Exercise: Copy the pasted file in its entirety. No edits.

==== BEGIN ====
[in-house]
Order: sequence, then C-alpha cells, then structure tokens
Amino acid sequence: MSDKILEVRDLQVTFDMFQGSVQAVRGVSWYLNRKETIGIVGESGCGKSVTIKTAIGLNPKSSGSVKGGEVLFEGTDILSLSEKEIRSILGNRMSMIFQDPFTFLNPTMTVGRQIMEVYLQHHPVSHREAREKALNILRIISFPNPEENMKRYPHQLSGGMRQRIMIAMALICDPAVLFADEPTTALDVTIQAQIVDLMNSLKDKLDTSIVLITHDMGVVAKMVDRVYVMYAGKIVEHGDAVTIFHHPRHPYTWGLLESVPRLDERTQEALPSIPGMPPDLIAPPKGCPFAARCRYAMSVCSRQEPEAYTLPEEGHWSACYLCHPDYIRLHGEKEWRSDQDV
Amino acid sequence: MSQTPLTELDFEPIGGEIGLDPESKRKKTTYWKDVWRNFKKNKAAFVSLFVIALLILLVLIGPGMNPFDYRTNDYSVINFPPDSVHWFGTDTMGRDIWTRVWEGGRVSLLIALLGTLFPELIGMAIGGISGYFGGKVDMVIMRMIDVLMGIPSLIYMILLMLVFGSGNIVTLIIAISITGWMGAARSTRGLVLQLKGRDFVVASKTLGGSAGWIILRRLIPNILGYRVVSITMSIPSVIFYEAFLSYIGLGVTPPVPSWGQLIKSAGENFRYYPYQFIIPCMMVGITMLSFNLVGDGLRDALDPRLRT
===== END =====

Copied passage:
[in-house]
Order: sequence, then C-alpha cells, then structure tokens
Amino acid sequence: MSDKILEVRDLQVTFDMFQGSVQAVRGVSWYLNRKETIGIVGESGCGKSVTIKTAIGLNPKSSGSVKGGEVLFEGTDILSLSEKEIRSILGNRMSMIFQDPFTFLNPTMTVGRQIMEVYLQHHPVSHREAREKALNILRIISFPNPEENMKRYPHQLSGGMRQRIMIAMALICDPAVLFADEPTTALDVTIQAQIVDLMNSLKDKLDTSIVLITHDMGVVAKMVDRVYVMYAGKIVEHGDAVTIFHHPRHPYTWGLLESVPRLDERTQEALPSIPGMPPDLIAPPKGCPFAARCRYAMSVCSRQEPEAYTLPEEGHWSACYLCHPDYIRLHGEKEWRSDQDV
Amino acid sequence: MSQTPLTELDFEPIGGEIGLDPESKRKKTTYWKDVWRNFKKNKAAFVSLFVIALLILLVLIGPGMNPFDYRTNDYSVINFPPDSVHWFGTDTMGRDIWTRVWEGGRVSLLIALLGTLFPELIGMAIGGISGYFGGKVDMVIMRMIDVLMGIPSLIYMILLMLVFGSGNIVTLIIAISITGWMGAARSTRGLVLQLKGRDFVVASKTLGGSAGWIILRRLIPNILGYRVVSITMSIPSVIFYEAFLSYIGLGVTPPVPSWGQLIKSAGENFRYYPYQFIIPCMMVGITMLSFNLVGDGLRDALDPRLRT